My name is Eleanor, but people call me Ellie. Right around the time I was turning eight, my mom noticed I was bobbing my head a lot, and making noises. My mom suspected Tourette Syndrome and she took me to my doctor who confirmed my mom’s suspicions. Although I was officially diagnosed with Tourette Syndrome at the age of eight, when I was younger, I often felt the need to have everything lined up in a specific way. I feel that Tourette Syndrome or even co-occurring symptoms were showing themselves before I was officially diagnosed.
I struggled with my diagnosis. I would often ask my mom, “why me?” It just didn’t seem fair.
But now sometimes I think my Tourette Syndrome makes me pretty awesome. I do still have days sometimes when the “why me?” creeps in.
I wasn’t sure what was going on, but once my parents told me that I had Tourette Syndrome, it was a relief to put a name to what I was experiencing. I knew that we were starting a journey where I would have a lot of questions and my mom was honest with me telling me she didn’t have the answers. I can understand that a lot more now, as I’ve learned that no two people with Tourette Syndrome have the same experiences. While similar, everyone’s journey is very different.
I knew that things would be different at school. My mom would meet with the school administrators and talk to my classmates about Tourette Syndrome. The hope was if I was upfront with my Tourette Syndrome, my classmates would be more understanding. That didn’t always happen though. One classmate ran around at recess yelling, “Ellie has Tourette Syndrome!”, and I’ve had to deal with being bullied. I have some accommodations in place to, as my counselor said, “level the playing field.” Sometimes I feel that these accommodations make me stand out. I can have a hard time with that because I am just like any other student, and I want to be seen that way.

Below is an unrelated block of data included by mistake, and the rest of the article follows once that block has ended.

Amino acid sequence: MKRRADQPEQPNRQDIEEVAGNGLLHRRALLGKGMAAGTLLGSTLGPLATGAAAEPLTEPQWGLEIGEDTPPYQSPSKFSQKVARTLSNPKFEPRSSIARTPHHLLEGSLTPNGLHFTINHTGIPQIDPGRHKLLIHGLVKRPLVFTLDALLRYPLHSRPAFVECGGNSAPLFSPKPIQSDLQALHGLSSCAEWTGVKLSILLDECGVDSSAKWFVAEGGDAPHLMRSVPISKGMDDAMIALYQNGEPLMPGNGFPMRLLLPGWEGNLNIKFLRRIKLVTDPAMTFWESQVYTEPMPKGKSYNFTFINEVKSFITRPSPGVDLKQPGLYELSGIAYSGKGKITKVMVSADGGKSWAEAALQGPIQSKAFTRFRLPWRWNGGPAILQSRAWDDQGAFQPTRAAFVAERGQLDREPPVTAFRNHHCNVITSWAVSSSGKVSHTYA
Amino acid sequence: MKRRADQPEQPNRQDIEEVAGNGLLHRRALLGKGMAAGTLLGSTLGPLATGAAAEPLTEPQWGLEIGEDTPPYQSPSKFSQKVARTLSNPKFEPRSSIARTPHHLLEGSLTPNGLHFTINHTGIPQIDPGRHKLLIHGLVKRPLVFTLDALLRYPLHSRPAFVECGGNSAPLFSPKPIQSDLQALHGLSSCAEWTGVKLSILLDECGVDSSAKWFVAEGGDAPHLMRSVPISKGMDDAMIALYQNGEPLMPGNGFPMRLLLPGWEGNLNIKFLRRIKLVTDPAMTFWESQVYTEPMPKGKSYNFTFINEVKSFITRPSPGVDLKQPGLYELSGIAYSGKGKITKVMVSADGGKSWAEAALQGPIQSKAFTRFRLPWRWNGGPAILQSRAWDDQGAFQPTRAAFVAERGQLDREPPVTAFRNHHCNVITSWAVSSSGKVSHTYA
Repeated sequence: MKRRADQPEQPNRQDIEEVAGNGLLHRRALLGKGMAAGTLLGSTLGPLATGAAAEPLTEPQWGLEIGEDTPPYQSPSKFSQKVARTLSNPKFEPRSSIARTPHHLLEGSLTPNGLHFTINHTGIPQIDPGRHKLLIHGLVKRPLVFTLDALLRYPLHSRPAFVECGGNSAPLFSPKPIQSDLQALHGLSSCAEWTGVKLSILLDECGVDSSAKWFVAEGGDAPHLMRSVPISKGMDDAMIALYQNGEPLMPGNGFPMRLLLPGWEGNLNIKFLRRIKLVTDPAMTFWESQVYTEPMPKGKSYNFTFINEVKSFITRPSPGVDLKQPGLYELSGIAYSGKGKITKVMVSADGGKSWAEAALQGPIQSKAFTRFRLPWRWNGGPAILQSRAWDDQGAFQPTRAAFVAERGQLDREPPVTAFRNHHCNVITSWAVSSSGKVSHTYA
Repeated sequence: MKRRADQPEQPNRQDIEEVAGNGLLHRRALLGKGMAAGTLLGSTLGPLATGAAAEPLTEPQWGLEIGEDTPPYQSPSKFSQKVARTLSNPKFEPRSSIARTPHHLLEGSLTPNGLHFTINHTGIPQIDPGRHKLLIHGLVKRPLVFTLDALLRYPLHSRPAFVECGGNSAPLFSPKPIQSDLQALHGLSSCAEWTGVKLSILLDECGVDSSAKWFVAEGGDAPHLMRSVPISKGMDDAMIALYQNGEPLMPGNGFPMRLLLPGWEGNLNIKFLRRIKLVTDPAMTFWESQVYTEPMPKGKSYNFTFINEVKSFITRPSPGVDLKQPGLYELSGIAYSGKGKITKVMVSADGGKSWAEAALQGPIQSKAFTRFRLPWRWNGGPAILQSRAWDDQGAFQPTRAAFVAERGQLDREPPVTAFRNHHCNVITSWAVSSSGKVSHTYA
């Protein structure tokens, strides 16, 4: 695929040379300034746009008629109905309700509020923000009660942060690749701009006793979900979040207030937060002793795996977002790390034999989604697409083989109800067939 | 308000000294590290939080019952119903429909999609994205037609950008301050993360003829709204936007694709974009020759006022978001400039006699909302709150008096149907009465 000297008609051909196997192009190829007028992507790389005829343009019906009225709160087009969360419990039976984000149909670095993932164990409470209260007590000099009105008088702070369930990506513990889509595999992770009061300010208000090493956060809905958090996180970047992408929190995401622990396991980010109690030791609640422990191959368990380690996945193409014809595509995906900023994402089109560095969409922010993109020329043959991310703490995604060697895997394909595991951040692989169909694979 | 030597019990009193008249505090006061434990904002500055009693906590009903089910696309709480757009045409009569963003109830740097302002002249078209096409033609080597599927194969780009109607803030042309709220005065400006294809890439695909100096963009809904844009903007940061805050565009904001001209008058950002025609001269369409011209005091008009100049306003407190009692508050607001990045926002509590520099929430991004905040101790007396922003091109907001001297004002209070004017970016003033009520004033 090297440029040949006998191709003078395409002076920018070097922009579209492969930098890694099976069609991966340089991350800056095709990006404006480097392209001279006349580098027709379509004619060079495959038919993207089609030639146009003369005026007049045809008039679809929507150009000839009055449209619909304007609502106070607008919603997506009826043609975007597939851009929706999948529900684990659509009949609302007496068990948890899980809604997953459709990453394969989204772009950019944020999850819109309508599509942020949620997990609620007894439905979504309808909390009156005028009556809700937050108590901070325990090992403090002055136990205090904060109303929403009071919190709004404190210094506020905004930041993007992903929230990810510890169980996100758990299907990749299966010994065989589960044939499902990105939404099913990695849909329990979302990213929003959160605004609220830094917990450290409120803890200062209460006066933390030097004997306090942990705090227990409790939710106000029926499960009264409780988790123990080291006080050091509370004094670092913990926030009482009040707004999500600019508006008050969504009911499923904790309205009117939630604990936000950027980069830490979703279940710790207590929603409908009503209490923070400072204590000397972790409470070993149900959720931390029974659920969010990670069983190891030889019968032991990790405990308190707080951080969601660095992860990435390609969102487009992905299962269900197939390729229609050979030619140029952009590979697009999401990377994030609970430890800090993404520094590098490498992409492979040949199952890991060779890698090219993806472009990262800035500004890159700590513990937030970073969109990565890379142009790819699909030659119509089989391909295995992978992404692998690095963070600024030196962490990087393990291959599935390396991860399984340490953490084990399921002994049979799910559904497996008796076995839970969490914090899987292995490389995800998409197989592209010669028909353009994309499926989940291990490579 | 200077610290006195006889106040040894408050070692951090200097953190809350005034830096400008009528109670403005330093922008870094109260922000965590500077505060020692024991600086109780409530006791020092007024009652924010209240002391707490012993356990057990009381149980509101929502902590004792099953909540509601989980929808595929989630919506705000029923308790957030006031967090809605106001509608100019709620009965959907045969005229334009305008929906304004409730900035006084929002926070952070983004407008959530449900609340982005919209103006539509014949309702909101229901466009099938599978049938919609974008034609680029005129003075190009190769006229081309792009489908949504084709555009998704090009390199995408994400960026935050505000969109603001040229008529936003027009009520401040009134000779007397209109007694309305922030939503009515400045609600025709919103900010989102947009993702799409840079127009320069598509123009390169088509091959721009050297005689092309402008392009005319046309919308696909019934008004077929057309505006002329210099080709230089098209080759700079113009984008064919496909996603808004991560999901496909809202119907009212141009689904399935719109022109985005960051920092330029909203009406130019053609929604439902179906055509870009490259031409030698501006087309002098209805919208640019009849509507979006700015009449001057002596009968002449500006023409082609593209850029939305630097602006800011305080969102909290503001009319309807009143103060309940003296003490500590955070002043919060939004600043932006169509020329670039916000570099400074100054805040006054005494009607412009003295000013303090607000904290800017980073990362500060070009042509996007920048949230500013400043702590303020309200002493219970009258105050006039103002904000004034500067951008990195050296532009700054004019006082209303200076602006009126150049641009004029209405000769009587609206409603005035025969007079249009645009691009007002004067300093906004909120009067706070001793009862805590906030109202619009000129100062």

I have learned that there are co-occurring conditions that can make school challenging for me. I work hard and do my best and not let these co-occurring conditions hold me back. I want to be treated like any other student. Sometimes I can struggle, and my tics are very frustrating when I’m trying to do my homework.
As I have gotten older, I have decided to not talk to my classmates as a whole about my Tourette Syndrome. Although maybe they mean well, I feel sometimes my peers don’t understand what it's like for me to live with Tourette Syndrome. It gets frustrating that any little move I make, I will be asked if it's a tic. I have had peers act like they are having a seizure and say that is what my Tourette Syndrome is like.
I have told people about my Tourette Syndrome. I have explained what Tourette Syndrome is, and that sometimes I will have motor and/or vocal tics. I have found friends who are aware I have Tourette Syndrome, but do not treat me any differently.
I have become more comfortable with myself, and I have the courage, strength and pride to stand up and speak about my Tourette Syndrome and also educate people about what Tourette Syndrome is and what it isn’t.
Even though my life has had its challenges, I don’t let that stop me from doing the things I love. I enjoy acting and singing. I’ve had the opportunity to sing the National Anthem at a minor league hockey game and recently landed the only solo in my upcoming school concert. I’ve been able to participate in plays through a local theater company. I also work hard at school and maintain a great GPA.
Tourette Syndrome is so much more than tics. I want to share that with people to show that there are a lot of struggles that people with Tourette Syndrome have, and it isn’t always noticeable. Everybody’s Tourette journey is different, and they have their own unique set of challenges. Sometimes it seems unfair, and it can be tough feeling different from my peers. Sometimes my co-occurring conditions bother me more than my tics do. Sometimes it seems like too much all at once. I do my best to have a bright outlook on life and I know I have a very wonderful future ahead of me. And above all, I remember to be kind.
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